Give children a sporting chance
I wasn’t surprised to read in the national press last week that one in six children was unable to swim, one in ten hadn’t learned to ride a bike, whilst almost a quarter had never run 400 metres.
Is all this any wonder when the vast majority of British children spend so much more time sitting in front of either a TV or a computer screen than they do playing sport?
Even if children are keen to play sport, because of the academic demands of our National Curriculum in schools, they’d be hard pressed to find much time to run around a playing field, (provided, of course, that the local council hadn’t sold the field to build a new housing development).
Further to this, the age of teachers giving up their free time after school to coach games for the most part disappeared in 1986, when the then Education Minister, Keith Joseph, informed the profession that henceforward we teachers were to be closely monitored to prevent any of us slacking.
This immediately prompted a response of ‘in that case, we’ll do what we’re paid to do, nothing more, nothing less’.
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As a result, sport in our schools was damaged irreparably.
Nowadays, even if a teacher was dedicated enough to coach games after hours, he or she would have to be very wary of ensuring there were no winners or losers – in case a child’s psyche was damaged as a result – and that the sport itself was in no way dangerous for fear the coach was held to account in a court of law.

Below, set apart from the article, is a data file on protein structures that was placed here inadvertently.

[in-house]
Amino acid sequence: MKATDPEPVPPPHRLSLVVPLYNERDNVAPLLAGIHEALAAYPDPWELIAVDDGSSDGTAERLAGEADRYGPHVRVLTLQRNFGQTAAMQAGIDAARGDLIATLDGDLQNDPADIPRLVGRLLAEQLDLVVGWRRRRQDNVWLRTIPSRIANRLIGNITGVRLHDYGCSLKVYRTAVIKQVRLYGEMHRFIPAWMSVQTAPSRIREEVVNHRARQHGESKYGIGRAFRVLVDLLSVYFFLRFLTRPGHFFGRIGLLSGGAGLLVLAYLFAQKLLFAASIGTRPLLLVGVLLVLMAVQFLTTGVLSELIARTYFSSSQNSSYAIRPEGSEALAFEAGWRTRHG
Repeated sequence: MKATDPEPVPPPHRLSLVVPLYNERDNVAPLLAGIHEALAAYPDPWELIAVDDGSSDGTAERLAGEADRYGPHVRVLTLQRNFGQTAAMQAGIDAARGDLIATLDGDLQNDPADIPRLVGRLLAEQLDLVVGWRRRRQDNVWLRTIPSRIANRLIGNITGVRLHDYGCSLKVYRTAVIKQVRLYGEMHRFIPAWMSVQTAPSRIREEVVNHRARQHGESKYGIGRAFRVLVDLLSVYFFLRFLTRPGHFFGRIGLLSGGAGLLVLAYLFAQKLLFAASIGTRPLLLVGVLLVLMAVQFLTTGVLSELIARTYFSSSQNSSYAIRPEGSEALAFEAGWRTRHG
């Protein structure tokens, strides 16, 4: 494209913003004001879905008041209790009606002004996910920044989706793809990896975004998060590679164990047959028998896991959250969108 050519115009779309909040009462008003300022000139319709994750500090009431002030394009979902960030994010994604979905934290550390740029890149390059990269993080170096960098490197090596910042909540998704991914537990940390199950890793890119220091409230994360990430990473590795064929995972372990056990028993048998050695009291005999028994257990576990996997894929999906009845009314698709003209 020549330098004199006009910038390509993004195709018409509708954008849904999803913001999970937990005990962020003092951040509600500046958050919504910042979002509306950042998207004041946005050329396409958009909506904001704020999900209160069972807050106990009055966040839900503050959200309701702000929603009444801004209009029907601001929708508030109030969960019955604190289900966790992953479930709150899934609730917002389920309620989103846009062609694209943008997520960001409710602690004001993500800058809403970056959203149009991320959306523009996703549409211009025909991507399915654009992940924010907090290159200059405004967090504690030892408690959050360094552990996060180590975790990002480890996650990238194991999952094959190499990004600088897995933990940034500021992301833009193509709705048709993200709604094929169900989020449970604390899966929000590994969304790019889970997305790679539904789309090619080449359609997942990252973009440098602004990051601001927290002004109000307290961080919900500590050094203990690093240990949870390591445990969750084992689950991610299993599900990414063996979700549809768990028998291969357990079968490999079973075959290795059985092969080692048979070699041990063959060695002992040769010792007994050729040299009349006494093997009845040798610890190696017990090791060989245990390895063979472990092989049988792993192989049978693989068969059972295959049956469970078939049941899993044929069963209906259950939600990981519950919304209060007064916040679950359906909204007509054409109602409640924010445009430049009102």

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Sixty-two percent of 15-16 year old pupils fail to partake in any sport at all. We have created an unfit generation, many of whom are eating too much food and can’t be bothered to take any meaningful exercise.
Even if they have undertaken some sport in school, the vast majority of youngsters give up completely as soon as they leave, preferring to spend their weekends earning money in the local supermarket or, more likely, hanging around street corners.
Lack of sport amongst boys, in particular, is directly linked to academic under-achievement, low self esteem and, in some cases, involvement in crime.
Sport is one of the lifebloods of our society, both as an entertainment and as an educator.
Apart from keeping us fit and healthy, it instills fair play, courage, perserverance, determination and team spirit.
To quote the Duke of Wellington: “The Battle of Waterloo was won on the playing fields of Eton.”
Isn’t it ironic that, in the year GB is hosting the Olympic Games, participation in sport has never been lower?
Who wants a bike for Christmas when there’s a chance of getting your hands on the latest games console?